Humans of Beth Am Blog

Essia Cartoon-Fredman

Interview with Essia Cartoon-Fredman

I came to the U.S. in 1980 from South Africa with my two children aged 5 and 3. I'm born in Israel. But my parents are not Israelis. They're South Africans who made Aliyah in 1945 and returned 5 years later. I'm South African. Sadly, I don't speak Hebrew.

The Jewish community in South Africa was amazingly rich in Jewish tradition and very cohesive. We didn't have a Conservative movement at all. We had Orthodox and Reform.

The majority of South Africans are Lithuanian Jews, but we did have a big influx of Jewish refugees in 1939 from Germany. And there's a strong love for Israel. South Africans are very Zionistic to this day, and I've been told, send more Olim to Israel per capita in the world.

Our community revolved around Jewish organizations, camp, Jewish day schools, and Jewish youth movements. We got our Jewish identity mainly through the Jewish youth movements, particularly Habonim Dror and Betar. And every child has access to a Jewish day school, regardless of their finances.

The Jewish movement was where we got our feelings about Apartheid. Many Liberal left wing Jewish students were arrested for protesting against Apartheid. Helen Suzman, a Jew, was the lone voice in Parliament speaking out against Apartheid. However, not everyone did something about it. I never experienced any anti-Semitism, ever. My sister-in-law who lived in a small farm town did. There were a lot of Jewish farmers in South Africa.

We didn't get a lot of survivors coming to South Africa, and those who were didn't speak about their experiences. When I first came to America and saw someone with a number on his arm, I could not believe my eyes. I had read about it, but hadn't seen it. I only became aware of the impact of the Holocaust when I came to the US.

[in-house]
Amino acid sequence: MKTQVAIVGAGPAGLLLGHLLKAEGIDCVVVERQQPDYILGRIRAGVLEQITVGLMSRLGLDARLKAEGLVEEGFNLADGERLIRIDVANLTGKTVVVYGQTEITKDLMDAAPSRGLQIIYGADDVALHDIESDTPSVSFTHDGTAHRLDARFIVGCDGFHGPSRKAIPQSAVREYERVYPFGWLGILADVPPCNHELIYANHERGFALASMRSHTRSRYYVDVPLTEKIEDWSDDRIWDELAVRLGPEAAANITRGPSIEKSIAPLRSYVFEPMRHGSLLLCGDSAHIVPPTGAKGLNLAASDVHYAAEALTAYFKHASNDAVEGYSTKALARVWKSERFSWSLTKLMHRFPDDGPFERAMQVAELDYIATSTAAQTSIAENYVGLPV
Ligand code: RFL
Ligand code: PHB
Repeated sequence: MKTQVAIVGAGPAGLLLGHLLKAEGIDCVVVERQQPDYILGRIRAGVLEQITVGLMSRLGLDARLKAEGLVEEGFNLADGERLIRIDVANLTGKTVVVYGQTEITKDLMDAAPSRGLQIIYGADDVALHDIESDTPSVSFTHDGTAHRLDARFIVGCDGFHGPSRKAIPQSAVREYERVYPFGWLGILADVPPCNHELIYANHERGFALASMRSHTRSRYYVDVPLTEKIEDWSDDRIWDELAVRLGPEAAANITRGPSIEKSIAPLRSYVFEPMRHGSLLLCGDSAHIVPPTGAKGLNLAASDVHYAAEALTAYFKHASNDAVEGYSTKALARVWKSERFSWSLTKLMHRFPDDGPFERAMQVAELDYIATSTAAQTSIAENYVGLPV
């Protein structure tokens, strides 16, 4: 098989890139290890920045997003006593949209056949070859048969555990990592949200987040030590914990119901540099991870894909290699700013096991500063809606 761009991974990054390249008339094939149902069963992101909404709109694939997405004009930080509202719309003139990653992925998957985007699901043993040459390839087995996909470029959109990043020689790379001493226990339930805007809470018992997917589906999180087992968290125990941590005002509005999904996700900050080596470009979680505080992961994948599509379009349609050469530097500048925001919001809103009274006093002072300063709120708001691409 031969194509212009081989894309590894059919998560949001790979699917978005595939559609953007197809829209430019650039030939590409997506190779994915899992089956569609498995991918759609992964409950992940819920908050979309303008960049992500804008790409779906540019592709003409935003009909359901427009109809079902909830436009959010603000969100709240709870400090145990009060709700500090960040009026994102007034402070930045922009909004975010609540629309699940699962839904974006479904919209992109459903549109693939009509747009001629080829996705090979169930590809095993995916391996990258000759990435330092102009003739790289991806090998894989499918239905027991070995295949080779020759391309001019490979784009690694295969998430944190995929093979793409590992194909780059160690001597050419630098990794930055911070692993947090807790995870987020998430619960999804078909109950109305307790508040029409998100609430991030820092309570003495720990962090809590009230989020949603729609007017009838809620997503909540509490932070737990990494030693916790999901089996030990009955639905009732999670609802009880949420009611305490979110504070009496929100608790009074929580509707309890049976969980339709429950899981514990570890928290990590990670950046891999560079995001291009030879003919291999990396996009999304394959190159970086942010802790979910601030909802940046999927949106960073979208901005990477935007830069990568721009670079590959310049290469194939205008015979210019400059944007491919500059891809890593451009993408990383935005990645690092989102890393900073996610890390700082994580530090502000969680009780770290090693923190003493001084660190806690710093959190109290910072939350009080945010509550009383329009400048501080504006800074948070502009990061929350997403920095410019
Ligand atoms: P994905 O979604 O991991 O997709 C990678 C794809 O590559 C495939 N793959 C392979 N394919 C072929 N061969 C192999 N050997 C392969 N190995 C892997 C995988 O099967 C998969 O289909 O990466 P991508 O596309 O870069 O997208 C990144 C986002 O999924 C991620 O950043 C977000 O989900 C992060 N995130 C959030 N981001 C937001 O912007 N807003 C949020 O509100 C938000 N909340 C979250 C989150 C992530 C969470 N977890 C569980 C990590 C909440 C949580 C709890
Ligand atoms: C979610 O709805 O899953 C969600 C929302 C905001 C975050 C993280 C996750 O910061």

The closest I've ever felt to a South African shul here in Los Angeles is the Library Minyan at Temple Beth Am, to which both my husband and I belong and regularly attend. My real Jewish identity came when I arrived to America and started to teach in Jewish day schools. My children attended Sinai Akiba and we became part of Jewish life in LA. Now two of my grandchildren attend Pressman Academy, my other granddaughter attends Hebrew school in Santa Barbara. Today I feel I'm part of the vibrant Jewish life of LA.

If you'd like to speak with Essia about her experience in South Africa, you can find her during the school year in the Lanier Library here at Temple Beth Am, where she works for Pressman as the head of the library. If you stop by, you may also get the chance to meet her grandchildren, Mia and Ethan Jacobs, who sometimes hangout in the library after Pressman gets out.

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